The vogue for big data obscures the fact that the economic value of analytics projects often has as much to do with the psychology of de-biasing decisions and the sociology of corporate culture change as with the volumes and varieties of data involved.
Do the Three Rules of exceptional performance apply to smaller companies? Differences in size and ownership structure, as well as resources and the demands of explosive growth, can make for a very different set of pressures and opportunities. Michael Raynor, Deloitte
Ten types of innovation can be driven, supported, or measured with analytics. If you’re not using analytics for all ten types, you may not be optimizing your analytical capabilities. Tom Davenport, Deloitte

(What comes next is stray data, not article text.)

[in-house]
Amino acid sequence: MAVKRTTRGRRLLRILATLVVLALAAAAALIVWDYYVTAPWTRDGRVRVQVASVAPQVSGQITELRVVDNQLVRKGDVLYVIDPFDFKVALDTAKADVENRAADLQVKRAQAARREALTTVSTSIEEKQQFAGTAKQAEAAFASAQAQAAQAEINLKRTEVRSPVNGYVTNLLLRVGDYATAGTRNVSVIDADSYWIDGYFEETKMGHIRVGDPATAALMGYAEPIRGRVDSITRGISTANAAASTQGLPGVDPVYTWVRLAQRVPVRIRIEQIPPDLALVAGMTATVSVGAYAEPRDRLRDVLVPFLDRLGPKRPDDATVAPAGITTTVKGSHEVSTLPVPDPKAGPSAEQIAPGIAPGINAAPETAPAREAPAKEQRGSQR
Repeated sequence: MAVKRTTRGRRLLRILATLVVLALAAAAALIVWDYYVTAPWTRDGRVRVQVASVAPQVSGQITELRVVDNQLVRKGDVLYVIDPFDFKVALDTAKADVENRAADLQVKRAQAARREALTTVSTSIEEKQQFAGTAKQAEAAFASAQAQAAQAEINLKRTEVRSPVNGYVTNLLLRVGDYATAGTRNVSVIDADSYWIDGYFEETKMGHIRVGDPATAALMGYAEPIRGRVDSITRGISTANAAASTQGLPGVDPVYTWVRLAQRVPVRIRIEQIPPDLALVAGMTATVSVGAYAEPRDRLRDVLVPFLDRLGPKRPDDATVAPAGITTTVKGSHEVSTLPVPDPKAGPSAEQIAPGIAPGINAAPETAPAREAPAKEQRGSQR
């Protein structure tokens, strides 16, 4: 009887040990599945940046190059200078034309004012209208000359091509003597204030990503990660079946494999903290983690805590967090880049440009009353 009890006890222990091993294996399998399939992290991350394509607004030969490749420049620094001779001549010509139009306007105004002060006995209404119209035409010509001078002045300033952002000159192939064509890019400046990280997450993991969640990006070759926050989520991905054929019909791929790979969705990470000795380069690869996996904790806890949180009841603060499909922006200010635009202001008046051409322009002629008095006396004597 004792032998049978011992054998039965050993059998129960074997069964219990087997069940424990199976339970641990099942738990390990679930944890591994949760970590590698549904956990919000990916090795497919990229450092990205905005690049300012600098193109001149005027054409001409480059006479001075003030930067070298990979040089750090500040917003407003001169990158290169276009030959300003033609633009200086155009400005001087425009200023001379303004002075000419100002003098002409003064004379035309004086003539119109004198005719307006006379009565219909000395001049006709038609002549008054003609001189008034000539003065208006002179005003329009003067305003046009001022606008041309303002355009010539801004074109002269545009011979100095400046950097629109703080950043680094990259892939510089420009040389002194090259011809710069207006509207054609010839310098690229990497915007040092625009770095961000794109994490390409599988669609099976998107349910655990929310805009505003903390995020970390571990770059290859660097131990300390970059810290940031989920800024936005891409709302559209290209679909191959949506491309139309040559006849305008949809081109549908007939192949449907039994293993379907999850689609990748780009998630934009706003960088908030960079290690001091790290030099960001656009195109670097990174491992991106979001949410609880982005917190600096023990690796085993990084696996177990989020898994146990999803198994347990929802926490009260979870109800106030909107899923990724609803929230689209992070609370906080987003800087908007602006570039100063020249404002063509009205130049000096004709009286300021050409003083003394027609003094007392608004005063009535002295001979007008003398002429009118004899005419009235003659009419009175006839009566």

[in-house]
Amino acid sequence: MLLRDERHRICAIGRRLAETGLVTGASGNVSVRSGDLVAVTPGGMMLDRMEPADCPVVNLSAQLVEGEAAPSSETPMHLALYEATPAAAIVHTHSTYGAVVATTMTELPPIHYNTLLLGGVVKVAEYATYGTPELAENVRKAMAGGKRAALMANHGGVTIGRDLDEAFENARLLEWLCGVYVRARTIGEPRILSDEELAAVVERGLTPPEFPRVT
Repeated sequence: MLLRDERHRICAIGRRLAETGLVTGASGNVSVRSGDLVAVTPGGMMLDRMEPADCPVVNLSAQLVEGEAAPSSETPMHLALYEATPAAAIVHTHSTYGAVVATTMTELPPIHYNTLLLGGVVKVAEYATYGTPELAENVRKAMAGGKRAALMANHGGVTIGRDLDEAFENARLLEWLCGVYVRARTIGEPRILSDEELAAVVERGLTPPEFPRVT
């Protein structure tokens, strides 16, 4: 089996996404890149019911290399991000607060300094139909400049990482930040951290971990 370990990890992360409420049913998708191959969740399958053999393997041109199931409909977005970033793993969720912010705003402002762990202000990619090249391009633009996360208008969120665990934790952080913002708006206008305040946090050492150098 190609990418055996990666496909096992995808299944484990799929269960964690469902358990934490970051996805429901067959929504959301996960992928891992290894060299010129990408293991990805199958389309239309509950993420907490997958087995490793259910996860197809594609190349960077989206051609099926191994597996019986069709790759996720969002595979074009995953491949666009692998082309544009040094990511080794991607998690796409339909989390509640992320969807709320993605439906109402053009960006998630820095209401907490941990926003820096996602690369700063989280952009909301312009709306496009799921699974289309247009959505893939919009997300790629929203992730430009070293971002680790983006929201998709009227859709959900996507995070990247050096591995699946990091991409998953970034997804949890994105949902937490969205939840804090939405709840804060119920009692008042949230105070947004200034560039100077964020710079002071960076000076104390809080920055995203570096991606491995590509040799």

Here at GreenBook we believe that video is an increasingly important means of sharing information and collaborating. All the sessions videos from IIeX NA 2014 are now available! Check out any sessions you missed online now! Thanks to everyone who attended IIeX NA 2014 and made the event such a success! DAY 1: IMAGINE IT (Monday, June 16, 2014) Opening Remarks by Leonard Murphy and Jeffrey Henning The Campbell Soup Transformation Journey..